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Feature Request: Have the Apple Store app show your estimated wait in the Genius Bar line

A small request for the Apple Store app …

I mentioned recently dropping into an Apple Store to see whether they might be able to replace my broken Watch on the spot. It turned out they couldn’t, as they all need to go to the repair depot even when it’s obvious that a replacement will be needed.

That disappointment aside, it was a relatively painless experience …

Despite the online booking system often showing no appointments available for around a week, they had some walk-in slots on this occasion.

I was told when I arrived that there were five people waiting, and that I’d likely be seen in around half an hour. I had a blog post to write, so was happy to wait. I went upstairs to the service tables and got to work on my iPad.

Thirty minutes later, I checked again and was told I was next in line – information the point person could see on their iPad. It struck me that would be useful info to make available to customers through the Apple Store app.

Having the Apple Store app show your actual position in line could be tricky, as I’m told that can be somewhat fluid. In particular, there are technicians who can help with iOS devices but not Macs. So it could easily be the case that you are next in line, but with an issue on which the first free technician isn’t trained, so someone else takes your place. Customers wouldn’t know why they are apparently being bumped down the line, and would likely get upset.

But it would be easy enough to use average service times and the number of Genius staff on duty to convert your line position to an approximate wait.

That time too might fluctuate or freeze, but I think that would be more understandable to people than losing their place. We’re all used to things like metro departure boards that remain stuck at 2 minutes for several minutes, and which sometimes jump from 1 minute to 5 minutes. So long as the app made it clear this was an approximate wait, I’d say that would be fine.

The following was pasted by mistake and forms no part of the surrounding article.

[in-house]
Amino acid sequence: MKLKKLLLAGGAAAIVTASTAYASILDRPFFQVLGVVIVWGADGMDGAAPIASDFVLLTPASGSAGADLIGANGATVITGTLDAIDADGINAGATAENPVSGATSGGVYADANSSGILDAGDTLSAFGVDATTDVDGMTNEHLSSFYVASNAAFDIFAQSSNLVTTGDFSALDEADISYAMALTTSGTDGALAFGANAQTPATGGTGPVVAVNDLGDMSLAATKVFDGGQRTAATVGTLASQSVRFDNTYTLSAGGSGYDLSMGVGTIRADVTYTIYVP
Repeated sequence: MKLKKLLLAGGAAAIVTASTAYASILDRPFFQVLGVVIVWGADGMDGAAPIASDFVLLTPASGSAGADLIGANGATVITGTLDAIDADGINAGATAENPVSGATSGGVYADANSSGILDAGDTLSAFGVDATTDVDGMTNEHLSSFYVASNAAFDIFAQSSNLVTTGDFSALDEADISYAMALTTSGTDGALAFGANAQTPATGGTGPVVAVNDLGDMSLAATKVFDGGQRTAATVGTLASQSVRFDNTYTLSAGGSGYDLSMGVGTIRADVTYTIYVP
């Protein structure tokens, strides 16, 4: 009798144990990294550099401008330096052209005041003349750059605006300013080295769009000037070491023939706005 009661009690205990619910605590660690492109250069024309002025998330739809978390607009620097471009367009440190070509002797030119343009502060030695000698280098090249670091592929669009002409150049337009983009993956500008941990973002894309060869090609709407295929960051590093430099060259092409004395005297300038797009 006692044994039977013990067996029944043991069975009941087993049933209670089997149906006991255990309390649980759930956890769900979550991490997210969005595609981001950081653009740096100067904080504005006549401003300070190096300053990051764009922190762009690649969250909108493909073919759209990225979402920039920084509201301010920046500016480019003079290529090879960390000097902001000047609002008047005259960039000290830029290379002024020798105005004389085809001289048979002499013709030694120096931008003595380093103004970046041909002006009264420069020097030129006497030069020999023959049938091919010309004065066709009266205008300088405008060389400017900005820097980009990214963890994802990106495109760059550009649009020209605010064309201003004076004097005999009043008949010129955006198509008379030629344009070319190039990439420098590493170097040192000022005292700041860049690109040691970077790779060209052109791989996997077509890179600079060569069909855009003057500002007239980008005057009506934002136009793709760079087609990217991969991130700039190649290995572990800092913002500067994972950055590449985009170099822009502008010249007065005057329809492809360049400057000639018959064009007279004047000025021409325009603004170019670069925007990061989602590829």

The benefit to customers would be that they can do something useful with the time. If I can see in the Apple Store app I’m due to be served in five minutes, I’ll hang around in the Genius Bar. If I can see it will be 20 mins, I might decide to look around the store. If it’s 45 minutes, I might decide to go to a coffee shop for a cup of tea.

What’s your view? Useful, or annoying, given that it may not be wholly accurate? Please take our poll and share your thoughts in the comments.

Michael Potuck contributed to this piece.

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Avatar for Ben Lovejoy Ben Lovejoy

Ben Lovejoy is a British technology writer and EU Editor for 9to5Mac. He’s known for his op-eds and diary pieces, exploring his experience of Apple products over time, for a more rounded review. He also writes fiction, with two technothriller novels, a couple of SF shorts and a rom-com!

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